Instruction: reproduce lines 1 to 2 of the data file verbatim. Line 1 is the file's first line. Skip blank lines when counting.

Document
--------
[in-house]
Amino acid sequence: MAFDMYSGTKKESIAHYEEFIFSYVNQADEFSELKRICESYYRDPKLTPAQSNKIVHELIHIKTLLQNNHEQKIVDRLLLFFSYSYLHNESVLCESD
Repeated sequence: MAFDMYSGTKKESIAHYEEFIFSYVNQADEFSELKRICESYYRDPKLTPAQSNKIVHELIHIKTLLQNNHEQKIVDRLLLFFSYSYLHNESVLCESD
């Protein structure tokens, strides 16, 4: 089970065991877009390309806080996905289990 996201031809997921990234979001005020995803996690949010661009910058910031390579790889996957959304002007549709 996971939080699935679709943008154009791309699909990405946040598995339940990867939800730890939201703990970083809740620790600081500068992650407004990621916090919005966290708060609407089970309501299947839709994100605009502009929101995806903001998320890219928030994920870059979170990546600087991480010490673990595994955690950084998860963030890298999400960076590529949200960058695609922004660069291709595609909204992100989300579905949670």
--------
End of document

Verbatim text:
[in-house]
Amino acid sequence: MAFDMYSGTKKESIAHYEEFIFSYVNQADEFSELKRICESYYRDPKLTPAQSNKIVHELIHIKTLLQNNHEQKIVDRLLLFFSYSYLHNESVLCESD